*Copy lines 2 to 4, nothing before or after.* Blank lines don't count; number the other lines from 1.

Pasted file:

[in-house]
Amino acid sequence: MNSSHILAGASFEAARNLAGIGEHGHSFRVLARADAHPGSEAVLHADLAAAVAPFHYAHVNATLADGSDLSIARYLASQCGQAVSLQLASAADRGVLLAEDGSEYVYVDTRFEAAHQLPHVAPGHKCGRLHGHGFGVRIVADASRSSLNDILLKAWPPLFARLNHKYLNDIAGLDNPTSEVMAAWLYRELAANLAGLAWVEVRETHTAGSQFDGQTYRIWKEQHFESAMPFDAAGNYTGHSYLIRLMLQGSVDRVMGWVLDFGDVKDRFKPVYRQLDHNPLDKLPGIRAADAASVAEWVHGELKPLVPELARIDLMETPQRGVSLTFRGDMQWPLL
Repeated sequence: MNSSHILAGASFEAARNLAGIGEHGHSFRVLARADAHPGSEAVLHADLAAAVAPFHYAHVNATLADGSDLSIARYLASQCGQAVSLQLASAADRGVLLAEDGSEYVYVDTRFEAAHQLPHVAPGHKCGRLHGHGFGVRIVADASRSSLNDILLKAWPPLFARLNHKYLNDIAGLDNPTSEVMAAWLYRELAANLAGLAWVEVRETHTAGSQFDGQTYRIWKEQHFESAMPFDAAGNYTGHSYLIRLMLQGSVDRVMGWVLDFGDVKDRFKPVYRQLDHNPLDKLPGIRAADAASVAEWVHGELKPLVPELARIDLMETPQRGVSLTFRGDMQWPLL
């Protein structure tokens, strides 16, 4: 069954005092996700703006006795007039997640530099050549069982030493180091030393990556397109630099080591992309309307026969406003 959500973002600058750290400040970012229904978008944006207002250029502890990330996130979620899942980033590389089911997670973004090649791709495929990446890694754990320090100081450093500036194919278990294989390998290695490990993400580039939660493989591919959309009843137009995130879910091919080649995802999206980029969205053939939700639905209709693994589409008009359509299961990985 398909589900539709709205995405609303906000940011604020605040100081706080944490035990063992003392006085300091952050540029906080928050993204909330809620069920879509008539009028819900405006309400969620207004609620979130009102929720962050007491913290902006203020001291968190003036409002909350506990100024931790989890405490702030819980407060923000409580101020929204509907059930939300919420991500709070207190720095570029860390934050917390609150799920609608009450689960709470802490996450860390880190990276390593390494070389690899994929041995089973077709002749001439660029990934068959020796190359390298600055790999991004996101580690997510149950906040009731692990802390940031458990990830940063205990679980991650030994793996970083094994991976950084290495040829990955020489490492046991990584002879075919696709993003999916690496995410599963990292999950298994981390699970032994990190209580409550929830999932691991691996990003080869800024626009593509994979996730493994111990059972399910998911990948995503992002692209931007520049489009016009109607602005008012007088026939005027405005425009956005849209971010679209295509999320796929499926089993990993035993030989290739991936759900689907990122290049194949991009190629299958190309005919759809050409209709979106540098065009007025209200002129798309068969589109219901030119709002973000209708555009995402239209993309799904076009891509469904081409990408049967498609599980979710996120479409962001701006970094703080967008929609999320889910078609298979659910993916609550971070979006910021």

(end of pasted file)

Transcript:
Amino acid sequence: MNSSHILAGASFEAARNLAGIGEHGHSFRVLARADAHPGSEAVLHADLAAAVAPFHYAHVNATLADGSDLSIARYLASQCGQAVSLQLASAADRGVLLAEDGSEYVYVDTRFEAAHQLPHVAPGHKCGRLHGHGFGVRIVADASRSSLNDILLKAWPPLFARLNHKYLNDIAGLDNPTSEVMAAWLYRELAANLAGLAWVEVRETHTAGSQFDGQTYRIWKEQHFESAMPFDAAGNYTGHSYLIRLMLQGSVDRVMGWVLDFGDVKDRFKPVYRQLDHNPLDKLPGIRAADAASVAEWVHGELKPLVPELARIDLMETPQRGVSLTFRGDMQWPLL
Repeated sequence: MNSSHILAGASFEAARNLAGIGEHGHSFRVLARADAHPGSEAVLHADLAAAVAPFHYAHVNATLADGSDLSIARYLASQCGQAVSLQLASAADRGVLLAEDGSEYVYVDTRFEAAHQLPHVAPGHKCGRLHGHGFGVRIVADASRSSLNDILLKAWPPLFARLNHKYLNDIAGLDNPTSEVMAAWLYRELAANLAGLAWVEVRETHTAGSQFDGQTYRIWKEQHFESAMPFDAAGNYTGHSYLIRLMLQGSVDRVMGWVLDFGDVKDRFKPVYRQLDHNPLDKLPGIRAADAASVAEWVHGELKPLVPELARIDLMETPQRGVSLTFRGDMQWPLL
């Protein structure tokens, strides 16, 4: 069954005092996700703006006795007039997640530099050549069982030493180091030393990556397109630099080591992309309307026969406003 959500973002600058750290400040970012229904978008944006207002250029502890990330996130979620899942980033590389089911997670973004090649791709495929990446890694754990320090100081450093500036194919278990294989390998290695490990993400580039939660493989591919959309009843137009995130879910091919080649995802999206980029969205053939939700639905209709693994589409008009359509299961990985 398909589900539709709205995405609303906000940011604020605040100081706080944490035990063992003392006085300091952050540029906080928050993204909330809620069920879509008539009028819900405006309400969620207004609620979130009102929720962050007491913290902006203020001291968190003036409002909350506990100024931790989890405490702030819980407060923000409580101020929204509907059930939300919420991500709070207190720095570029860390934050917390609150799920609608009450689960709470802490996450860390880190990276390593390494070389690899994929041995089973077709002749001439660029990934068959020796190359390298600055790999991004996101580690997510149950906040009731692990802390940031458990990830940063205990679980991650030994793996970083094994991976950084290495040829990955020489490492046991990584002879075919696709993003999916690496995410599963990292999950298994981390699970032994990190209580409550929830999932691991691996990003080869800024626009593509994979996730493994111990059972399910998911990948995503992002692209931007520049489009016009109607602005008012007088026939005027405005425009956005849209971010679209295509999320796929499926089993990993035993030989290739991936759900689907990122290049194949991009190629299958190309005919759809050409209709979106540098065009007025209200002129798309068969589109219901030119709002973000209708555009995402239209993309799904076009891509469904081409990408049967498609599980979710996120479409962001701006970094703080967008929609999320889910078609298979659910993916609550971070979006910021």